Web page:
Determining the Master Curve of Aged Solid Propellant using a Dynamic Mechanical Analyzer


Understanding aging in solid propellants is important for predicting the service lifetime of solid rocket motors in aerospace and defense applications. The accurate measurement of the master curve of the propellant is necessary for input into finite element simulations of fracture and debonding in solid rocket motors that lead to their failure. The use of a dynamic mechanical analyzer over conventional stress relaxation tests presents several advantages including smaller specimen size, which simplifies the artificial aging procedure, and results in improved accuracy due to the application of smaller strains. A method is presented for measuring the master curve of a particular propellant, viz. hydroxyl-terminated polybutadiene (HTPB), using a dynamic mechanical analysis setup. Specimens were artificially aged at 50 and 60◦ C for durations ranging from one to eight weeks in order to approximate up to six years of natural aging at room temperature. The measured master curves show that increasing the artificial aging time at 60◦ C leads to a higher relaxation modulus for a given reduced time. This is attributed to higher cross-link density in aged HTPB specimens. Aging at 50◦ C for the given durations shows less of an effect, which indicates that 50◦ C is not a sufficiently high temperature for inducing aging in the time periods studied for the manufactured specimens. The measured master curves can be used to inform material models such as Prony series in finite element simulations for predicting the lifetime of solid rocket motors.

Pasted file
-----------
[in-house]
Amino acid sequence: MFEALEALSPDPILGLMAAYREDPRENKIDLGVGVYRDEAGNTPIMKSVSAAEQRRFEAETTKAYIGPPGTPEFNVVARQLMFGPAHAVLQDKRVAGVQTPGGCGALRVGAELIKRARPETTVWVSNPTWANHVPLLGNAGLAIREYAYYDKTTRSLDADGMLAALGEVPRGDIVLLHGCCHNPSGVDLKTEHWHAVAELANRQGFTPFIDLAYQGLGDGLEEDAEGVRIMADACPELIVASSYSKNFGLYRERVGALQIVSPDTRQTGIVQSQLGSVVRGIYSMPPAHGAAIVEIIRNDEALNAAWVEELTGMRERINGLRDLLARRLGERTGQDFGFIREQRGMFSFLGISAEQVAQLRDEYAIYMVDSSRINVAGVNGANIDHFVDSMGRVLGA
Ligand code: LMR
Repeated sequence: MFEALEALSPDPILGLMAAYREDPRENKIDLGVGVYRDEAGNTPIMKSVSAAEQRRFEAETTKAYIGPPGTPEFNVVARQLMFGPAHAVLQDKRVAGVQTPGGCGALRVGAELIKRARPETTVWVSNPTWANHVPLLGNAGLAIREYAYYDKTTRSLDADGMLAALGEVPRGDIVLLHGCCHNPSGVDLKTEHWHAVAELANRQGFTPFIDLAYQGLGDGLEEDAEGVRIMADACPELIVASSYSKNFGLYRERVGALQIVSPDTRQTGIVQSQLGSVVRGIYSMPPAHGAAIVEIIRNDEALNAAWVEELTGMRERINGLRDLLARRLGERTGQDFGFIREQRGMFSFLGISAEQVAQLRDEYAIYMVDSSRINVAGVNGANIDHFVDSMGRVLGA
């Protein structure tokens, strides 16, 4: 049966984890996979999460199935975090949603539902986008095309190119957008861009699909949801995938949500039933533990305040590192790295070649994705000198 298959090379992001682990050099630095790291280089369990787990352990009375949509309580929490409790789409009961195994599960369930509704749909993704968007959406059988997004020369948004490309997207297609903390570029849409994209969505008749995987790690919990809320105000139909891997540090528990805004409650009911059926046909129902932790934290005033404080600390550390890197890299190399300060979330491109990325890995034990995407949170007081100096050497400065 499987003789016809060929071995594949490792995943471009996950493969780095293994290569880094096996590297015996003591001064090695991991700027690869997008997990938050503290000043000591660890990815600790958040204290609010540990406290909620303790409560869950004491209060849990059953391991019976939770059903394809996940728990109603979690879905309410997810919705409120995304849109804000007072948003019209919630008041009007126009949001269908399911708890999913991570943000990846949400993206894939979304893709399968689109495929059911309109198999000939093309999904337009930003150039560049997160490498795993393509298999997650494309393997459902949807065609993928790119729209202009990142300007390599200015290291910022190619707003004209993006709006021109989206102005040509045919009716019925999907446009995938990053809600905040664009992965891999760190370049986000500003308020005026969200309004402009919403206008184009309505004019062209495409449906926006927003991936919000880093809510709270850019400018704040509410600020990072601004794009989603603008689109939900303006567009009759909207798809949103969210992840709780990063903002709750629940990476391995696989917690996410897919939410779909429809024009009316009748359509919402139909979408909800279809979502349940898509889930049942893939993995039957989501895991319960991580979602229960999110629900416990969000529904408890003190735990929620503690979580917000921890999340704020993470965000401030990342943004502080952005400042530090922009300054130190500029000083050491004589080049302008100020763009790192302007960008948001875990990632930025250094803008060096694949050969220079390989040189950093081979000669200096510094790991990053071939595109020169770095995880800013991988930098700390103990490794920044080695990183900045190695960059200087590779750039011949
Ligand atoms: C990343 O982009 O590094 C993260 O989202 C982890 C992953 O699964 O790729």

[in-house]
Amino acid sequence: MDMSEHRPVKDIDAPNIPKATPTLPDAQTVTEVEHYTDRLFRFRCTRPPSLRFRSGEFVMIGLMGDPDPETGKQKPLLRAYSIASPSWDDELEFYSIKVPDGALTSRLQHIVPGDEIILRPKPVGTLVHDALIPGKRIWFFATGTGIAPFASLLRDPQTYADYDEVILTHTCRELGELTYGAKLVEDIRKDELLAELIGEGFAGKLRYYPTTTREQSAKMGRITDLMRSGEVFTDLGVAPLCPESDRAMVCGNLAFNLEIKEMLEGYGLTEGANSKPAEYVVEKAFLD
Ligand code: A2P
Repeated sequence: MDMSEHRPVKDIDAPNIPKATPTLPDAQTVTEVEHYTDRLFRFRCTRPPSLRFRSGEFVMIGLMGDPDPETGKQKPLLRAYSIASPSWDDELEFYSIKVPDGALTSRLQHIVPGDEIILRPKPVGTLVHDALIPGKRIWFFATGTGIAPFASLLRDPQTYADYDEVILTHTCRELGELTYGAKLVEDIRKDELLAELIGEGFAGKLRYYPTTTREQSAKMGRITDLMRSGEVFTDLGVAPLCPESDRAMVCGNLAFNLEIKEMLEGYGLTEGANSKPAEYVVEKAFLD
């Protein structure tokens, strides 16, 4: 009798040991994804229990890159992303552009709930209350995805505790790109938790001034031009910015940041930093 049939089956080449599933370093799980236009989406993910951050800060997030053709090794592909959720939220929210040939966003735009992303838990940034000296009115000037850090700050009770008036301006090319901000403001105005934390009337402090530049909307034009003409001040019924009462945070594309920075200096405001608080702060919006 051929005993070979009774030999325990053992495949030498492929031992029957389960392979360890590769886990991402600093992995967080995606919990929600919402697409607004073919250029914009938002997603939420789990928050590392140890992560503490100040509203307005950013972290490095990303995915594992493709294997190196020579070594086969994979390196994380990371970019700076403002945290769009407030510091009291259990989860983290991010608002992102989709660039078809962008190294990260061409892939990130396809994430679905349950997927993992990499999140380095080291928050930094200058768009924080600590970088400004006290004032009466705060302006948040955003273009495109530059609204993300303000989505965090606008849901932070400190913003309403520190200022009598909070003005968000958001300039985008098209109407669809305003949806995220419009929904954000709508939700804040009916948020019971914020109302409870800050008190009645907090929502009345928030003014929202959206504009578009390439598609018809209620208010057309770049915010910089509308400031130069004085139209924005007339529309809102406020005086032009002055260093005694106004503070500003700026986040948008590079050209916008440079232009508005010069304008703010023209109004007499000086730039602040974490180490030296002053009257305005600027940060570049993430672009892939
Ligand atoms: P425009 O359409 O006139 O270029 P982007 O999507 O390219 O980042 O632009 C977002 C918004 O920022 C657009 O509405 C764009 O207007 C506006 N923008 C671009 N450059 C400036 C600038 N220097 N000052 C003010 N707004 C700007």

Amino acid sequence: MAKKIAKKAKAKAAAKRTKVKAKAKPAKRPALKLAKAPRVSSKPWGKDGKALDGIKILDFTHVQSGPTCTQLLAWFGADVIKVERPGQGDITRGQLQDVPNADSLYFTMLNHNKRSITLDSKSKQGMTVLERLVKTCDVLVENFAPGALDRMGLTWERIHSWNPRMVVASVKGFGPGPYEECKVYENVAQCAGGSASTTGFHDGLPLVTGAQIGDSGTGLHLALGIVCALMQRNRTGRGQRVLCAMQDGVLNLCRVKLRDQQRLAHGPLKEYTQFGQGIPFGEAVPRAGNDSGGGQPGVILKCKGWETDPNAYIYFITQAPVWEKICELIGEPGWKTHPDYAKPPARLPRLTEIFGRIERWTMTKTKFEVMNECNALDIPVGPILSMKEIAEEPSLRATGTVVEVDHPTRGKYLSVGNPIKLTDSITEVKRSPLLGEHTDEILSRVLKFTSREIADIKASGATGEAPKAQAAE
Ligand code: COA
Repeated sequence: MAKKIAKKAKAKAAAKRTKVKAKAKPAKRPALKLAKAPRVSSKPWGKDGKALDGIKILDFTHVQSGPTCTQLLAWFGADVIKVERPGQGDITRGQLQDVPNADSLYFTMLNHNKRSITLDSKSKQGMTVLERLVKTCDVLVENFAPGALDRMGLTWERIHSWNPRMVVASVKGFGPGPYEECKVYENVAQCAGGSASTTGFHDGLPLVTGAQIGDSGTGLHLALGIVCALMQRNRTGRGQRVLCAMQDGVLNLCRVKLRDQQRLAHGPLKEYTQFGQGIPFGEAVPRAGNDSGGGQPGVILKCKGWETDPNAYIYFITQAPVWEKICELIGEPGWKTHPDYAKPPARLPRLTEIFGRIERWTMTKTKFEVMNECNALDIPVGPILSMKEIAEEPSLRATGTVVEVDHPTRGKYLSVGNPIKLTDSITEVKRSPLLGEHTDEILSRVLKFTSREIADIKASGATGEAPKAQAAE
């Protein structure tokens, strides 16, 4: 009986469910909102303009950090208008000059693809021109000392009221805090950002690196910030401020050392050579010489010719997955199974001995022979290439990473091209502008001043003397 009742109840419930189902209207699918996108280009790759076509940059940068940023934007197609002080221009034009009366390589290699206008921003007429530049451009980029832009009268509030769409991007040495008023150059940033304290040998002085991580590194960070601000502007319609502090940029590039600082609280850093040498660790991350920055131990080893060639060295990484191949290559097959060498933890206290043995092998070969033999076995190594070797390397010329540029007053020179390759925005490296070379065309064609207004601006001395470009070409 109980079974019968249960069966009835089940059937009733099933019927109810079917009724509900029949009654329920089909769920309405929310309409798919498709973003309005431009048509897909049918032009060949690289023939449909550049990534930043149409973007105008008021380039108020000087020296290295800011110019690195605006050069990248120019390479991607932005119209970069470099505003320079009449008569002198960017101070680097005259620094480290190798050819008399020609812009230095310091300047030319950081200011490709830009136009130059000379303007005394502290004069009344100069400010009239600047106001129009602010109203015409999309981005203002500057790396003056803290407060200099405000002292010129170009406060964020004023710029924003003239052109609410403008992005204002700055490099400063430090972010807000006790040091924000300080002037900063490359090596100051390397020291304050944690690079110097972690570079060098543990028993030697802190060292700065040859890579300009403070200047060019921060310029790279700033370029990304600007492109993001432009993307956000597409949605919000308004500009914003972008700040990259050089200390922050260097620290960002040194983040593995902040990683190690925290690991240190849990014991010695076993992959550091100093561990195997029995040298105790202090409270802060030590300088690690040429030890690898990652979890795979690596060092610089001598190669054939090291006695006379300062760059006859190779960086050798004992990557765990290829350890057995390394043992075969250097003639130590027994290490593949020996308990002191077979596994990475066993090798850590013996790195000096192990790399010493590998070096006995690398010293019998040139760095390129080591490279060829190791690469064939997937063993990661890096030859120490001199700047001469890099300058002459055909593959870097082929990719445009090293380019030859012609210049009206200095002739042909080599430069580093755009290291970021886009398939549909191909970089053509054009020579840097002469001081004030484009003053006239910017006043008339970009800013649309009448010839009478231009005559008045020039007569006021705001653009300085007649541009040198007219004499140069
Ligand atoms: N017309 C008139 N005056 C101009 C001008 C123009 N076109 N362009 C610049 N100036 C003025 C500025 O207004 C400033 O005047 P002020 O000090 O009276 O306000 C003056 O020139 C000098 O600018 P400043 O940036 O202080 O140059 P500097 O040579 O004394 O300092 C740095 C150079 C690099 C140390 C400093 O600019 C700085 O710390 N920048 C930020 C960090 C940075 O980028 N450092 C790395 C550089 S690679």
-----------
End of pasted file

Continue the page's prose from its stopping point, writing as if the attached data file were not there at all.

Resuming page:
Meeting Name

AIAA Scitech Forum, 2019 (2019: Jan. 7-11, San Diego, CA)


Mechanical and Aerospace Engineering

Keywords and Phrases

Aviation; Finite element method; Polybutadienes; Rocket engines; Rockets; Solid propellants; Stress relaxation, Accurate measurement; Cross-link densities; Dynamic mechanical analyzer; Finite element simulations; Hydroxyl terminated polybutadienes; Relaxation modulus; Solid rocket motors; Stress relaxation tests, Dynamics

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Document Type

Article - Conference proceedings

Document Version


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© 2019 American Institute of Aeronautics and Astronautics (AIAA), All rights reserved.

Publication Date

01 Jan 2019